We associate radiative energy with heat, as in the case of as sun rays warming a winter greenhouse. Now imagine sunlight used for cooling. Contrary to our everyday experience, researchers at SkyCool Systems have patented the technology to turn bright, broad daylight into a renewable source for air conditioning. According to the company, their cooling panels reflect heat toward the sky and beyond the atmosphere. The system works only during the day and performs best in hot, sunny climates, such as Southern California. Unlike heat pumps, air-conditioning units, or standard solar arrays that contribute to the heat-island effect, the SkyCool units don’t dump heated air back into the environment.
The SkyCool panels emit thermal radiation through our atmosphere to the cold of outer space. The company claims their units will save three times the energy produced by a similar array of photovoltaics. The technology involves a thin, multilayer film developed by Aaswath Raman, an engineering professor at the University of California Los Angeles. The film reflects both visible light and infrared wavelengths transparent to the blanketing effect of the atmosphere.
In an article in National Geographic, Raman compares the atmosphere to a blanket with holes in it. By developing materials that emit infrared radiation at the specific wavelengths that escape through those “holes” in the atmosphere, Rama achieved the elusive goal of creating a substance that cools itself, well below ambient temperatures, without using electricity. In other words, passive-solar cooling.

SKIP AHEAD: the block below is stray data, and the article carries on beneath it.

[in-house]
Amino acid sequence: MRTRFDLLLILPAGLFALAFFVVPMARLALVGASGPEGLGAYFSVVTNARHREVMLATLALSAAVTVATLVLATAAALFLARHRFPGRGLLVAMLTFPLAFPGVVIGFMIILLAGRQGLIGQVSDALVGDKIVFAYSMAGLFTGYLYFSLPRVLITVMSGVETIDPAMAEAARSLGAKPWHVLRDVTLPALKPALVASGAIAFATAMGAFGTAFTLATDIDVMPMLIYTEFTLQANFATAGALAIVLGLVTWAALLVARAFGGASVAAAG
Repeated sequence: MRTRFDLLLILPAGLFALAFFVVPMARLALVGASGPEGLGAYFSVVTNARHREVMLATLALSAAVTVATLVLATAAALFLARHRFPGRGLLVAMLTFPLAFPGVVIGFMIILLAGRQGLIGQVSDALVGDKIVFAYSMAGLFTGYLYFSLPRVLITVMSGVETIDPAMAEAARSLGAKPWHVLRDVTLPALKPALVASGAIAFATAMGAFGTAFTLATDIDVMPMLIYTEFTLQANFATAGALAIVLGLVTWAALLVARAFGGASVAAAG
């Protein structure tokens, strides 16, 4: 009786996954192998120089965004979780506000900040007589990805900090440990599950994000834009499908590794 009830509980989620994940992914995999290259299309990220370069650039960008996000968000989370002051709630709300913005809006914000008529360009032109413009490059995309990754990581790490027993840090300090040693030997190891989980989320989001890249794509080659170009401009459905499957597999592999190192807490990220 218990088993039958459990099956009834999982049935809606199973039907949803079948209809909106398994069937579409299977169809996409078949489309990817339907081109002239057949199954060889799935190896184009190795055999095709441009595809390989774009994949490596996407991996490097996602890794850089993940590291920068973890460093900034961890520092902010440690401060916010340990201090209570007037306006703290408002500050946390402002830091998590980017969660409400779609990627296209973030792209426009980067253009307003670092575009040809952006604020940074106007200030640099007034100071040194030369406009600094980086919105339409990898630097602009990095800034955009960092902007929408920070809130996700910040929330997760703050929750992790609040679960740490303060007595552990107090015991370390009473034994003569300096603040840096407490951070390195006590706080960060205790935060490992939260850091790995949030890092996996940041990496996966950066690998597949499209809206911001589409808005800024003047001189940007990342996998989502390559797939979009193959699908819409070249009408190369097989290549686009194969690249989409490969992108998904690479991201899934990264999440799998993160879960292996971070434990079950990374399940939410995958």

Today, Raman is involved in a project called Heat Resilient Los Angeles that aims to install passive cooling systems throughout the city to demonstrate a solution to the urban-heat-island effect that may prove more efficient than planting shade trees.
As a commercial venture, the company founded on Raman’s research envisions bringing electricity-free cooling to the world. SkyCool Systems has deployed panels that cool refrigerant lines in rooftop installations to reduce energy costs for high consumers, such as grocery stores and data centers. Panels work like solar water heaters, only in reverse, cooling air-conditioning liquids to lower energy demands. The energy savings at one energy-sucking data center amounted to 70%. At a Circle K convenience store in Sacramento, Calif., SkyCool Systems installed 15 rooftop panels connected to the store’s walk-in freezer and an ice machine, resulting in a 15% reduction in daily energy use for the freezer and a 25% reduction for the ice machine.
Beyond air conditioning, engineers could apply thin-film technology to all manner of objects to provide passive cooling. For example, it could be added to automotive paint to reduce the need for air conditioning during summer commutes. One scientist profiled in the National Geographic article envisions large-scale arrays coated with Raman’s films to reverse global warming. For now, the technology remains experimental, with questions looming about the film’s durability, especially on rooftops.
Assuming the systems prove themselves over time, imagine roof shingles and house paints developed to keep our homes comfortable without a single kilowatt of energy. These special surfaces would remain cold to the touch even under the blazing sun. In the future, Raman envisions a complete air-conditioning system that uses no electricity. While films would also keep solar cells cool, preserving their energy-generating efficiency. With the new, passive radiative-cooling materials, the sky’s the limit on how we may stay cool in our warming world.
Fernando Pagés Ruiz is a builder and an ICC-certified residential building inspector active in code development.